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Security Bulletin: An unauthorized attacker who has obtained an IBM Watson IoT Platform security authentication token can use it to impersonate an authorized platform user (CVE-2023-38372)

Security Bulletin


Guidance on best practices to mitigate or avoid compromise in case an unauthorized attacker obtains an IBM Watson IoT Platform security authentication token (CVE-2023-38372).

Vulnerability Details

CVEID:   CVE-2023-38372
DESCRIPTION:   IBM Watson IoT Platform contains a vulnerability that could allow an unauthorized attacker to obtain security authentication tokens.
CVSS Base score: 5.9
CVSS Temporal Score: See: for the current score.
CVSS Vector: (CVSS:3.0/AV:N/AC:H/PR:N/UI:N/S:U/C:H/I:N/A:N)

Affected Products and Versions


Affected Product(s)Version(s)
Watson IoT Platform1.0




Product(s)Version(s) number and/or range Remediation/Fix/Instructions
Watson IoT Platform1.0Use the guidance under Workaround and Mitigations section.


Workarounds and Mitigations

Application Security in Watson IoT Platform

Applications authenticate to the Watson IoT Platform using API Keys which can be given permission
to carry out a number of different operations. It is, therefore, important to consider a number of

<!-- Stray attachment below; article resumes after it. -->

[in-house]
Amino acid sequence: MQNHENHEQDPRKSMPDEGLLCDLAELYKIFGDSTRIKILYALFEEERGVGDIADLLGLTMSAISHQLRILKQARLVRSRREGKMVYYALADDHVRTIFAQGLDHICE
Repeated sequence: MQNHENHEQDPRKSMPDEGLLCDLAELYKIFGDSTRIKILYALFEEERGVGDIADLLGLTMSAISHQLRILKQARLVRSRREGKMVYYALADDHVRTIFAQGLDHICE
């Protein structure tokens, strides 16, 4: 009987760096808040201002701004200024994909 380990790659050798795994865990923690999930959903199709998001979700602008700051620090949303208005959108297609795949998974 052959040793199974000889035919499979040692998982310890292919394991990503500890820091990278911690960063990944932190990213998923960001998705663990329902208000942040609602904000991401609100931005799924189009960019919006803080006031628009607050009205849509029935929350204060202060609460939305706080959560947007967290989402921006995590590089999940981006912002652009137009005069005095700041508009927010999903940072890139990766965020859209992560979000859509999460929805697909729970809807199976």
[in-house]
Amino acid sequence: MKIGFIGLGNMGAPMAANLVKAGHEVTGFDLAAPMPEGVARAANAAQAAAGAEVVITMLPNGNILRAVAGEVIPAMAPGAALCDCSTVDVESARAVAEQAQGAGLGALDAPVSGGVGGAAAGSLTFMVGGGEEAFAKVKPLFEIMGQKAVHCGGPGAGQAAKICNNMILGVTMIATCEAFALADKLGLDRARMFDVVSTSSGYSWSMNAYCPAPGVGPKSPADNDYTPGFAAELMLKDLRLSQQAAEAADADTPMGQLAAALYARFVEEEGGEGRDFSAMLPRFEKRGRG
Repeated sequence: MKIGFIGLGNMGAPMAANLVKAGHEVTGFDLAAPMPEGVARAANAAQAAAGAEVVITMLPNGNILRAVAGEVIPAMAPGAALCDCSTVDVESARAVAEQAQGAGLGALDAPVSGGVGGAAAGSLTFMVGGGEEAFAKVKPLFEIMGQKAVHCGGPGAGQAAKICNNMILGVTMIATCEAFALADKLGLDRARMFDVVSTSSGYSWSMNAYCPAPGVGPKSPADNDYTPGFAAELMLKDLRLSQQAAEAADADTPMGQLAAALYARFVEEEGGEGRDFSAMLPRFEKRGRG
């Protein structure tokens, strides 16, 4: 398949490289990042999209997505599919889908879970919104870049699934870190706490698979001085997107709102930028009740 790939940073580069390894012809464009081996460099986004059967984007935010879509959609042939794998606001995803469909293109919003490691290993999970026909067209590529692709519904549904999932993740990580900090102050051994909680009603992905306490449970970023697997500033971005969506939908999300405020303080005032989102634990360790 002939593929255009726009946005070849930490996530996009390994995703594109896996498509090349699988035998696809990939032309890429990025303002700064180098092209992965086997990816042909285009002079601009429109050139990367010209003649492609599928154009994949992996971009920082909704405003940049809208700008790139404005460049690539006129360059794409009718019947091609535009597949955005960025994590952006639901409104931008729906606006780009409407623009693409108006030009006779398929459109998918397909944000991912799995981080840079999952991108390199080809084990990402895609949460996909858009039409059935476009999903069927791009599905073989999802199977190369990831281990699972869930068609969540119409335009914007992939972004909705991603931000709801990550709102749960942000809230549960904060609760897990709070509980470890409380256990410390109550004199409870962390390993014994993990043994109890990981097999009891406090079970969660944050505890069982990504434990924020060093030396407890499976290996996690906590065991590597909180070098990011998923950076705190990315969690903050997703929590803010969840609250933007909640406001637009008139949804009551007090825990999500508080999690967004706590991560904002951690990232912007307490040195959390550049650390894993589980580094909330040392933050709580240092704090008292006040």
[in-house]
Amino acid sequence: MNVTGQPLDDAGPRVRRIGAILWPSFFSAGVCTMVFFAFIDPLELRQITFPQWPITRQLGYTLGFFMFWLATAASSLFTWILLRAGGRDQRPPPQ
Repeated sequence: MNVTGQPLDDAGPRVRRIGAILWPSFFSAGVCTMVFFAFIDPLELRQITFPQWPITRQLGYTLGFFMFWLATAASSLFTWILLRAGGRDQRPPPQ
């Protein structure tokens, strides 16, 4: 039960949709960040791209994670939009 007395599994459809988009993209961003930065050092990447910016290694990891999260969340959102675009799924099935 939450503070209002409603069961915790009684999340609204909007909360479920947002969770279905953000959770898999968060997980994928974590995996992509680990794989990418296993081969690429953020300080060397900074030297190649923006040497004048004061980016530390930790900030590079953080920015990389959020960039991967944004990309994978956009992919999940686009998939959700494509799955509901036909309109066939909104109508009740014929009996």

security-related aspects when creating keys.


When you create an IoT Platform API Key you have to assign it a role [1]. It is important to use the
“Principle of Least Privilege” and assign each API key a role that permits only the operations that its
application needs to perform. In this way exposure can be minimised if an application’s credentials
are compromised. Application roles are discussed here:

with more details about the individual roles available here:

By default, API Keys that are created using the IoT User Interface (shown above) are assigned the
”Visualization Application” role. This is the least-privileged of all the pre-defined roles. It gives an
application the ability to view events being sent from devices, but not to send commands to devices.

Dedicated API Keys

Although a single API key can be used by multiple applications, we recommend that you generate a
separate API Key for each application. This means that if an API key is known to have been
compromised, it can be revoked without impacting the other applications.

API Key expiry

When API keys are created (In Apps > Generate API Key) [1], they can be assigned an expiry date.
Giving an API key an expiry ensures that:

1. Credentials for temporary applications do not live longer than are required

2. It ensures that tokens are rotated at appropriate intervals and that old credentials that are
eventually compromised do not act as an attack vector.

We recommend that API keys are created with expiry and that new API keys are generated and
provisioned to applications when the old ones expire. Programmatic APIs are available to allow this
process to be automated. The default expiry time (if expiry is enabled) in the User Interface is 30

Secure storage of the token

In order to ensure the credentials for an application are not leaked, it is important to ensure that
these credentials are stored properly. For example, care should be taken with file permissions and
only copied to systems where necessary. Credentials should not (for example) be embedded in
webpages distributed to multiple users.

Signing and verification of command messages

One use of applications is to send command messages to devices. In many cases, devices rely on the